First concert: Van Halen, maybe 1982 or so. I was in high school at the time.
Opening Act: Everclear. No, wait…that’s what we were drinking. (I don’t remember the opening act. Actually, I don’t remember much of the concert either. I blame the Everclear.)
Letting people post: I don’t have either a blog or a newsletter yet. Maybe one day.
Ha ha! And maybe today is the time for your blog/newsletter!
1. New Kids on the Block (In my defence, Smashing Pumpkins was my second.)
2. Bon Jovi
3. Nope. Once in a great while I do an interview and post that on my blog, but I turn down guest blog requests and have been getting them more and more frequently.
Good recovery on New Kids!
1. The Stylistics – how uncool is that?
2. No warm-up act
3. Yes, I invite comments but rarely get them.
Terrific newsletter Michael.
I think the Stylistics is very cool. Stone In Love With You, right?
Great questions. I went to so many concerts when I was young, this really brings back memories. The first concert I went to I sat outside the stadium and listened to the Beatles 1965 tour (I was a kid not even old enough to drive yet). King Curtis opened, but the screaming Beatles fans were so loud you couldn’t hear much of him. The first concert I got into was a few years later and it was The Band with two opening acts, John Sebastian playing first and Muddy Waters next.
As for guest posts, no, I think my message is important and I don’t open the door for someone else’s message to take the place of mine.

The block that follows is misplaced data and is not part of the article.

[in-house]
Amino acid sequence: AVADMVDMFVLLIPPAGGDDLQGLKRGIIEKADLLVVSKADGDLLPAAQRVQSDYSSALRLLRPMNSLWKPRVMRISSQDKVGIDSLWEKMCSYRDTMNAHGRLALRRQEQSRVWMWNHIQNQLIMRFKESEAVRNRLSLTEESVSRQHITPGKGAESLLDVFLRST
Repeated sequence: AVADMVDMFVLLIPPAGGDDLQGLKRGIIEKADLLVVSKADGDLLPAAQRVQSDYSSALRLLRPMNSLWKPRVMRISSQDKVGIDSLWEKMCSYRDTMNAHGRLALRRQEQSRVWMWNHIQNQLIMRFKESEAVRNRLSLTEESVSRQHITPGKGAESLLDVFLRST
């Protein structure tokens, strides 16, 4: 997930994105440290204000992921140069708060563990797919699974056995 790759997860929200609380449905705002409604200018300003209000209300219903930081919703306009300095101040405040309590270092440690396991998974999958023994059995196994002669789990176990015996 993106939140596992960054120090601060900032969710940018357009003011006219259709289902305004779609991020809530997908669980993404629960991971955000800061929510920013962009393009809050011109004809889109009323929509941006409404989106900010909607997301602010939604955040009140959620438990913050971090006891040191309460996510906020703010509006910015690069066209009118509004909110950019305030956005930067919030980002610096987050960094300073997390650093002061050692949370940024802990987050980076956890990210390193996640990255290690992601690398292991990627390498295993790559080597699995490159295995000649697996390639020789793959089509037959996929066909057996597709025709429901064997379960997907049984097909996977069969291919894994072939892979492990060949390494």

As usual Michael, another great post. I always enjoy your work!
Since it was the Beatles, we’re going to give you full credit, even though you sat outside! How great would it be to go to that concert again today?!
First concert: Marshall Tucker Band at the original Boston Garden. I was a freshman in high school and went with a bunch of upper-classmen friends. Let’s just say it was an eye opening experience.
Opening Act: I have no recollection. It was a long time ago.
Guest Posting: I don’t have a blog or newsletter yet. However, I was just asked to guest post on somebody else’s blog. That post will also be included as a chapter in a book that the author is writing.
Oooo, a nice concert to attend, Andrew. And congrats on the guest post. Where those are concerned I’m a believer that it’s better to give than receive!
1. Johnny Cash and June Carter Cash. (I grew up in the boonies, wayyyyy out in the boonies). I have to say he was a heck of showman.
2. I don’t remember. It was a woman. And my mother was very vocal in her impatience for her to finish.
3. I was recently asked to guest post on someone else’s blog and thought I might ask someone for mine someday, but now I’ll reconsider! I did interview an attorney with expertise that I do not have for my next newsletter.
A classic concert. It would be interesting to figure out who opened for them back then.
And congrats to you as well for the guest post invite.